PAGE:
Why I Stopped Saying 'Just as Long as It's Healthy'
After four boys, I get asked the famous question often: “Are you hoping for a girl this time?” It’s just a conversation starter, but for families that already hold four-of-a-kind in their family poker hand it’s kind of expected. And my usual response, like many others, has been, “Just as long as it’s healthy.”
But when one of my employees who knows my family poker hand asked me that question yesterday, that same-ol’ answer didn’t pop out as usual. Maybe because I was at work and I encourage my agents every day to think differently and to avoid the usual trite responses. I surprised myself with a new answer: “Just as long as it’s happy.” My agent, who is pregnant with her first child, smiled and replied, “Yeah, me too!”
Post-Cody, that other word means all the difference to me now. Cody is arguably healthy even though he has an extra 15th chromosome. Its symptoms affect us and others around him far more negatively than it seems to affect him because he is “happy.” Because even people who are perfectly healthy may not be happy. Yet many people in the final stages of life still manage to find happiness while they are far from healthy, and we’ve been privileged to witness the journeys of several. Good health is a little bit of luck by winning the genetic lottery and influenced by good mind/body maintenance. So which is better to wish for others and for yourself to find and possess — health or happiness?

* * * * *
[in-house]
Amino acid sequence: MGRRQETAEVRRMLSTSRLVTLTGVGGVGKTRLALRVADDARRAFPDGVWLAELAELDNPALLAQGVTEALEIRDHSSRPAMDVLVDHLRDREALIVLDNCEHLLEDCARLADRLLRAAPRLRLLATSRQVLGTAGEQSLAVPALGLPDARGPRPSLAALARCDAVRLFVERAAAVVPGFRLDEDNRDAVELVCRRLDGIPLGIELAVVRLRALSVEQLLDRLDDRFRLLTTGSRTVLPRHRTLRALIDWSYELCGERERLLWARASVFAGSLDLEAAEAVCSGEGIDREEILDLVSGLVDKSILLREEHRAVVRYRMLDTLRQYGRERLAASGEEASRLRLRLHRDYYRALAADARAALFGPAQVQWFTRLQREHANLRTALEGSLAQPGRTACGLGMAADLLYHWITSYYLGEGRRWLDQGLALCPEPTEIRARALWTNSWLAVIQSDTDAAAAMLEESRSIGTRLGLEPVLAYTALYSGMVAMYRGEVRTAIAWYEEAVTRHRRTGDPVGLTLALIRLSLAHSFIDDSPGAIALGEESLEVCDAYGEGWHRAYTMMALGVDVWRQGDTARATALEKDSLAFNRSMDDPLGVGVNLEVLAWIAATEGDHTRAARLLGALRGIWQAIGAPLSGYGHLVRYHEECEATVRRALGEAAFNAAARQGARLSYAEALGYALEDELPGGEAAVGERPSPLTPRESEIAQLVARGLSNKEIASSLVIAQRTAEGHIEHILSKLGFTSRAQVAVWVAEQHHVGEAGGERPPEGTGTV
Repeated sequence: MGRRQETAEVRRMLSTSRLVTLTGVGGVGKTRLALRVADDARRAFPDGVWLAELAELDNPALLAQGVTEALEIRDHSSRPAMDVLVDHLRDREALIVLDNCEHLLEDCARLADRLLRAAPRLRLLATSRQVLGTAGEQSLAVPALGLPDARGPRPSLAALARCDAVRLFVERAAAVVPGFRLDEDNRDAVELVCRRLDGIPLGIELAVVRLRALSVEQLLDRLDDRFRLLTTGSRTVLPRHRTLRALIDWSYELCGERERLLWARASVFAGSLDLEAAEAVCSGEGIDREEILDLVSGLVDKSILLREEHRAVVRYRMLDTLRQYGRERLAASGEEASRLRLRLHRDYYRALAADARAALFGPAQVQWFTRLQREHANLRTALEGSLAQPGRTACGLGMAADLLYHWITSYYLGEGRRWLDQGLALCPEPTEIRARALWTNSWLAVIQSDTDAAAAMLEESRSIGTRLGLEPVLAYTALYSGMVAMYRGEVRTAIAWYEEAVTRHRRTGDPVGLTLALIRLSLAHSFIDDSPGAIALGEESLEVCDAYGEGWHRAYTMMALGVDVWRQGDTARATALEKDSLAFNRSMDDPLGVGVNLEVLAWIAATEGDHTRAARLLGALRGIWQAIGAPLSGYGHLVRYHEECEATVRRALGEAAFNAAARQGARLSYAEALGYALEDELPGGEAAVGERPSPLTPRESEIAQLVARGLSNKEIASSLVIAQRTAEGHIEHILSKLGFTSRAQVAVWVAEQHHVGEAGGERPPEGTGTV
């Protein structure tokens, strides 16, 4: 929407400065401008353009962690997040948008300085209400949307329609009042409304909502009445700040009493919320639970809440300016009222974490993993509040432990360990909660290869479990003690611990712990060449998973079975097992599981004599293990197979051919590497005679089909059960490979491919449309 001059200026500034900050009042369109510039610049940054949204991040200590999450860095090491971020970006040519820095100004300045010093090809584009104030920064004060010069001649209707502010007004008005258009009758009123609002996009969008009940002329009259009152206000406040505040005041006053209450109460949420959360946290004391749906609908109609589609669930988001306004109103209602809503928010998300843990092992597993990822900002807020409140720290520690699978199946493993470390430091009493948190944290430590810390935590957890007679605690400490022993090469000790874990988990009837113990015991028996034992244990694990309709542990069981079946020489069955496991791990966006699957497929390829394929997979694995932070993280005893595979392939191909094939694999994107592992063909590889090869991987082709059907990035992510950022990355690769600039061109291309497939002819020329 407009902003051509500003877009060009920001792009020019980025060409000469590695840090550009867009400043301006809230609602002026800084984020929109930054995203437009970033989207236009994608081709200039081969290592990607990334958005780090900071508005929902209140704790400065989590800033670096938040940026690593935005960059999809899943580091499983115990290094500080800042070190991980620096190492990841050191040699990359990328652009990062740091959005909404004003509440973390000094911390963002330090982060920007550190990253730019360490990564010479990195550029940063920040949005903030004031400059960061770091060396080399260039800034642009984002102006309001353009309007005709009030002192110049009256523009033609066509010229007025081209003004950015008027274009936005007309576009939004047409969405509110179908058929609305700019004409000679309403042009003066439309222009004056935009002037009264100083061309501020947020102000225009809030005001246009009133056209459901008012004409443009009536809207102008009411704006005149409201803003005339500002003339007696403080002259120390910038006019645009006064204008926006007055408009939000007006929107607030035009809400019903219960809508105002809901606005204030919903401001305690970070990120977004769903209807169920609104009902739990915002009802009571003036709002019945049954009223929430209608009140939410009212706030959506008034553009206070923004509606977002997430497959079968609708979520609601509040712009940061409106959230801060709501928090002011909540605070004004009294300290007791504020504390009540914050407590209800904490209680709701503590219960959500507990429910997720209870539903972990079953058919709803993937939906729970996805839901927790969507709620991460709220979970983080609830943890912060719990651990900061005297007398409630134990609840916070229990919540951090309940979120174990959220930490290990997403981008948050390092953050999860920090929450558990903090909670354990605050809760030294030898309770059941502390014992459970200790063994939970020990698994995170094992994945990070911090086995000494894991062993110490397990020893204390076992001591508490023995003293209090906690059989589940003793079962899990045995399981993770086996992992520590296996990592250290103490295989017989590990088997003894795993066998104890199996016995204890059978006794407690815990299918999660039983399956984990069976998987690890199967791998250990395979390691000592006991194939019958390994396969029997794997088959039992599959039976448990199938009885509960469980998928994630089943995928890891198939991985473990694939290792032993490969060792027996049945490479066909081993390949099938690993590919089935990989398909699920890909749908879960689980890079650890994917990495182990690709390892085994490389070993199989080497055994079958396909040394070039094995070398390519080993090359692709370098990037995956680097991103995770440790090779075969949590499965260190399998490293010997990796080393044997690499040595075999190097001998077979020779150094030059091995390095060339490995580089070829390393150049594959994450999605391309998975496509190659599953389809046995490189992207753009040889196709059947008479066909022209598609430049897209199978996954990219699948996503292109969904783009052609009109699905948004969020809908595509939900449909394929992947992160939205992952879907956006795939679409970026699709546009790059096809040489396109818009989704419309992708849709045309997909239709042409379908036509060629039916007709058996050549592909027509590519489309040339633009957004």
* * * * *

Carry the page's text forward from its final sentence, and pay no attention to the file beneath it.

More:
Some people in the disability community get upset when people tell them, “God only gives special children to special parents” — like it’s a predestined thing they have to live up to. I’m not going to argue the existence of God, but aren’t we all given the choice to “do unto others” with hatred or goodness every minute of every day? I believe adversity, like change, is merely a catalyst that allows you to become closer to the person you are deep down inside — for better or worse. Choosing to be happy, or at least content, versus choosing to be nasty to others and ourselves has an enormous ripple effect. I know it’s made me a better parent and also a better manager of people too.
Cody is happy. And while happiness is not perfection nor does it put food on the table, it can allow you to dance in the rain, smile when there is one last cookie in the bottom of a box and be thankful you have someone to snuggle up with on a stormy night. Happiness allowed my grandfather to smile at his legacy of children, grandchildren and great-grandchildren while he could barely move and his body was wracked with cancer. Acceptance and gratitude are the parents of happiness.
We almost lost our youngest son, Tyler, a couple of times during Sara’s pregnancy with him. The amniocentesis went wrong and kept leaking, and she had a few other complications too. So far Tyler is a very typical, funny, dramatic little boy, but I wouldn’t say he’s happier than Cody, though genetically he is “healthier.” And what if this new baby keeps passing all the ultrasound tests and then after being born, “oops,” he has a missing or extra chromosome like Cody, because Cody passed all his ultrasound tests too? Then I hope we can manage the health symptom parts because I know we got the happy part down. If so, bring it on.
“Just as long as it’s happy.”